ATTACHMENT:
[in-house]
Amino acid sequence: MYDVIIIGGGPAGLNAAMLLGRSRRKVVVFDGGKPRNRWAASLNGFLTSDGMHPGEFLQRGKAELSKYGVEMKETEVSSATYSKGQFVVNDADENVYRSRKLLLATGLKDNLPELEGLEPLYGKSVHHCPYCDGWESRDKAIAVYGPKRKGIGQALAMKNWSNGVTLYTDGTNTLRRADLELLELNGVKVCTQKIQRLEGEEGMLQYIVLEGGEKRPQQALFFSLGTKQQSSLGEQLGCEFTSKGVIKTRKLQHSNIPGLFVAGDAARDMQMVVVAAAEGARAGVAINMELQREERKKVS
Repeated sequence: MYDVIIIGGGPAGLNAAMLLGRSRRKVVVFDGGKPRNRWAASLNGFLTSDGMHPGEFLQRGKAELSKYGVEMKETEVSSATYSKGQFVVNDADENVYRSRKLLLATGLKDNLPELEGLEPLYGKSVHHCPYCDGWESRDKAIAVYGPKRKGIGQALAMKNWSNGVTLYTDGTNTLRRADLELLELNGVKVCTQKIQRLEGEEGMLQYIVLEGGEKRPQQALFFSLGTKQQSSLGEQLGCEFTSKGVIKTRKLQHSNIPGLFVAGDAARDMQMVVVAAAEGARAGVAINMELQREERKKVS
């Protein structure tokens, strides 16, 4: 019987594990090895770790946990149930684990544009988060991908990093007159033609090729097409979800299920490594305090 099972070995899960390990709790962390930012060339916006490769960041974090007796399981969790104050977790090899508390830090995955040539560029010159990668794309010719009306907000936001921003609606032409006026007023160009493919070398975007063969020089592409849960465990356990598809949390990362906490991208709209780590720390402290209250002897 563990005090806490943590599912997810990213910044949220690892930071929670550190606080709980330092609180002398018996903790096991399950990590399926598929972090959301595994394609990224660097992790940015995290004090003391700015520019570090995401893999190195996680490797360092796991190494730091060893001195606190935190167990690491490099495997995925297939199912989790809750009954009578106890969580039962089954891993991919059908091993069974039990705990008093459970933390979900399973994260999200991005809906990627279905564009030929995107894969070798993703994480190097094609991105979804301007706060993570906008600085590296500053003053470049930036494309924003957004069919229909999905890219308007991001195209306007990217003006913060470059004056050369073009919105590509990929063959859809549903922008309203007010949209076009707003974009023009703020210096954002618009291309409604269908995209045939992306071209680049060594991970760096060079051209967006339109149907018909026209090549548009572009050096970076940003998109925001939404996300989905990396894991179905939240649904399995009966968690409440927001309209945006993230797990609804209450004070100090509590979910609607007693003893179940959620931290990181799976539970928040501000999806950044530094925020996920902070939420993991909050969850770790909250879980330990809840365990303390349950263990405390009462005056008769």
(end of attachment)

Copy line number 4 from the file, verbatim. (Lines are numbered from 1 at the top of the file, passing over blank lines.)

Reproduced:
């Protein structure tokens, strides 16, 4: 019987594990090895770790946990149930684990544009988060991908990093007159033609090729097409979800299920490594305090 099972070995899960390990709790962390930012060339916006490769960041974090007796399981969790104050977790090899508390830090995955040539560029010159990668794309010719009306907000936001921003609606032409006026007023160009493919070398975007063969020089592409849960465990356990598809949390990362906490991208709209780590720390402290209250002897 563990005090806490943590599912997810990213910044949220690892930071929670550190606080709980330092609180002398018996903790096991399950990590399926598929972090959301595994394609990224660097992790940015995290004090003391700015520019570090995401893999190195996680490797360092796991190494730091060893001195606190935190167990690491490099495997995925297939199912989790809750009954009578106890969580039962089954891993991919059908091993069974039990705990008093459970933390979900399973994260999200991005809906990627279905564009030929995107894969070798993703994480190097094609991105979804301007706060993570906008600085590296500053003053470049930036494309924003957004069919229909999905890219308007991001195209306007990217003006913060470059004056050369073009919105590509990929063959859809549903922008309203007010949209076009707003974009023009703020210096954002618009291309409604269908995209045939992306071209680049060594991970760096060079051209967006339109149907018909026209090549548009572009050096970076940003998109925001939404996300989905990396894991179905939240649904399995009966968690409440927001309209945006993230797990609804209450004070100090509590979910609607007693003893179940959620931290990181799976539970928040501000999806950044530094925020996920902070939420993991909050969850770790909250879980330990809840365990303390349950263990405390009462005056008769």